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Molecules 2019, 24(13), 2512; https://doi.org/10.3390/molecules24132512

Review
Quinoa Secondary Metabolites and Their Biological Activities or Functions
Department of Plant Pathology, College of Plant Protection, China Agricultural University, Beijing 100193, China
*
Author to whom correspondence should be addressed.
Received: 31 May 2019 / Accepted: 3 July 2019 / Published: 9 July 2019

Abstract

:
Quinoa (Chenopodium quinoa Willd.) was known as the “golden grain” by the native Andean people in South America, and has been a source of valuable food over thousands of years. It can produce a variety of secondary metabolites with broad spectra of bioactivities. At least 193 secondary metabolites from quinoa have been identified in the past 40 years. They mainly include phenolic acids, flavonoids, terpenoids, steroids, and nitrogen-containing compounds. These metabolites exhibit many physiological functions, such as insecticidal, molluscicidal and antimicrobial activities, as well as various kinds of biological activities such as antioxidant, cytotoxic, anti-diabetic and anti-inflammatory properties. This review focuses on our knowledge of the structures, biological activities and functions of quinoa secondary metabolites. Biosynthesis, development and utilization of the secondary metabolites especially from quinoa bran were prospected.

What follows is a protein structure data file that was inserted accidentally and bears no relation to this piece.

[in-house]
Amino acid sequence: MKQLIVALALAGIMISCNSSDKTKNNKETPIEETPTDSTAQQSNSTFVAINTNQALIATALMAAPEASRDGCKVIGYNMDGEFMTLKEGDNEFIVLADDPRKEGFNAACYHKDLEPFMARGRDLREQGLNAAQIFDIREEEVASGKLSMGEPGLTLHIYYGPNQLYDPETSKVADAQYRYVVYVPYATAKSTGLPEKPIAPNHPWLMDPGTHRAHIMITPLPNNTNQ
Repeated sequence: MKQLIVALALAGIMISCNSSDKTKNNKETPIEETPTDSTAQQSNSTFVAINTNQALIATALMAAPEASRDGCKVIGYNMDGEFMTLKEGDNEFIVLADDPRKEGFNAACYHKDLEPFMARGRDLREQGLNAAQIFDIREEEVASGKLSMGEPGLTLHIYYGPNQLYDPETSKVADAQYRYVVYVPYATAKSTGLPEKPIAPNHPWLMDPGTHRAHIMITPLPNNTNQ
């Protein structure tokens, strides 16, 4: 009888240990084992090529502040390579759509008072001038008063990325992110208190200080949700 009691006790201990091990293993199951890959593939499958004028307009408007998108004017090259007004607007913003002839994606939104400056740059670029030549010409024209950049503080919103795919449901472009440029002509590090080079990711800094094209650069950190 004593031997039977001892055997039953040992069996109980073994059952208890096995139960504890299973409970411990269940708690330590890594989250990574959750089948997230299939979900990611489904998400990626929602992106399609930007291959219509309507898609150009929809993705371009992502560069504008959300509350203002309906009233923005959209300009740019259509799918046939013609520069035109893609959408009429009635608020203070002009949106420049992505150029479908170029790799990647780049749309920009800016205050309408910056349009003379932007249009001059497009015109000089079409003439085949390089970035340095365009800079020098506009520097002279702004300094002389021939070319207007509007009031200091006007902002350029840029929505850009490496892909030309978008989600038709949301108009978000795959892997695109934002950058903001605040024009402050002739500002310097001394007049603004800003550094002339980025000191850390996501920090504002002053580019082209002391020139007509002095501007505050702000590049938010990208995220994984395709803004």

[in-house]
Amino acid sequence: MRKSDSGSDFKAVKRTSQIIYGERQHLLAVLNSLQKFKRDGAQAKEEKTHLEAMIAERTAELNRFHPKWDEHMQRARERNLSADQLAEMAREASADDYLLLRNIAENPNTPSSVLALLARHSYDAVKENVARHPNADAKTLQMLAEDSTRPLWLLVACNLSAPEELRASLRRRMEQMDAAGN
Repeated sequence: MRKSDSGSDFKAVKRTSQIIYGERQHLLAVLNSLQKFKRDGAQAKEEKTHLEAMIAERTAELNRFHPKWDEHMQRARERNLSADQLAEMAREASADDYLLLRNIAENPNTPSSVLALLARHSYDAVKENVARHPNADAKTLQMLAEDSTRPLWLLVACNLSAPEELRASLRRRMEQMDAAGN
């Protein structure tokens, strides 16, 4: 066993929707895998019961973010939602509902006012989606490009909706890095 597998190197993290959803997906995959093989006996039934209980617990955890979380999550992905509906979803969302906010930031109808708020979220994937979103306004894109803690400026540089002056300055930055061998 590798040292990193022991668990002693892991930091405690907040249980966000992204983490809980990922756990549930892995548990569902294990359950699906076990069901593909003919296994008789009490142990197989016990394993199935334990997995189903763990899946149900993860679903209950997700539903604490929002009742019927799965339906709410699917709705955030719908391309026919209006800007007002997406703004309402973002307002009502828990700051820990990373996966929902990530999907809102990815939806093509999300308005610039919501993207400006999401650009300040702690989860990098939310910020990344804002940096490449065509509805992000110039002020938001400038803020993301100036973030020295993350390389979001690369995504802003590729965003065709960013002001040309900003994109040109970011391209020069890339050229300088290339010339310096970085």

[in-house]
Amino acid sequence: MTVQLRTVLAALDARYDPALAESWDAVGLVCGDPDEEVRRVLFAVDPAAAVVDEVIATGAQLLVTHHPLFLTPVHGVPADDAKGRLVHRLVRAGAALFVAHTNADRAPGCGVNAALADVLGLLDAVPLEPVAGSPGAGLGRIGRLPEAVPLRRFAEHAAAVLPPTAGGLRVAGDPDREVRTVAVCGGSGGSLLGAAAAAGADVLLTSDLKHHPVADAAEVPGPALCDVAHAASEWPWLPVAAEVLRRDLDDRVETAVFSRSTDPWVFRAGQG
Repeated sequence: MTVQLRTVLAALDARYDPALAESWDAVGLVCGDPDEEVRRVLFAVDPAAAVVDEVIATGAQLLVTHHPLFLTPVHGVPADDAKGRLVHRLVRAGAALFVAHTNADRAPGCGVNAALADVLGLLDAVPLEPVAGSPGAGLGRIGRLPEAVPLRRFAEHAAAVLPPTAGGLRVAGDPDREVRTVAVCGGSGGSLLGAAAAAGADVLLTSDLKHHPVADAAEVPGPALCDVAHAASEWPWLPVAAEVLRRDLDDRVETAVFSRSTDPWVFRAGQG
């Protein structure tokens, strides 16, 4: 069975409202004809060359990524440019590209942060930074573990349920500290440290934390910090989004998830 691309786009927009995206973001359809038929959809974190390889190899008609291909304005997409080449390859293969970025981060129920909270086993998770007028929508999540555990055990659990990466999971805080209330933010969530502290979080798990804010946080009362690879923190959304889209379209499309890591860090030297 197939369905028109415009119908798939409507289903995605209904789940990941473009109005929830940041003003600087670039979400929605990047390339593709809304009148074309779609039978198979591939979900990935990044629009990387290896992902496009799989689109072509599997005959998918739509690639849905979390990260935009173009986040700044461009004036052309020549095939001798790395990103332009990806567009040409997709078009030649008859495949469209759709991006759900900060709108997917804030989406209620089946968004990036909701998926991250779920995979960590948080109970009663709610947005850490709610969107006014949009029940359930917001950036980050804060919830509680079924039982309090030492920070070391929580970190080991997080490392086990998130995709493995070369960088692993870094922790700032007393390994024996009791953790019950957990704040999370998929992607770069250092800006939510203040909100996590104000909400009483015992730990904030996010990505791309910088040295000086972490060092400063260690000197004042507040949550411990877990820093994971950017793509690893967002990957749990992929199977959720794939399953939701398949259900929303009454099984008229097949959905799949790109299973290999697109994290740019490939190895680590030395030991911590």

Keywords:
quinoa (Chenopodium quinoa); secondary metabolites; biological activities; functions

1. Introduction

Quinoa (Chenopodium quinoa Willd.), a dicotyledonous plant belonging to Chenopodiaceae family, is one of the oldest native crops in the Andean region of South America, with approximately 7000 years of cultivation [1]. It has been considered as a pseudo-cereal because of the grain characteristics [2]. Consumption of seeds is the most common use of quinoa. Once the bran (also called hull or seed coats) containing saponins has been eliminated, the seeds can be consumed as entire grains or milled to flour for preparation of bread and pastry. The other parts such as leaves and stems were used as feed [2,3].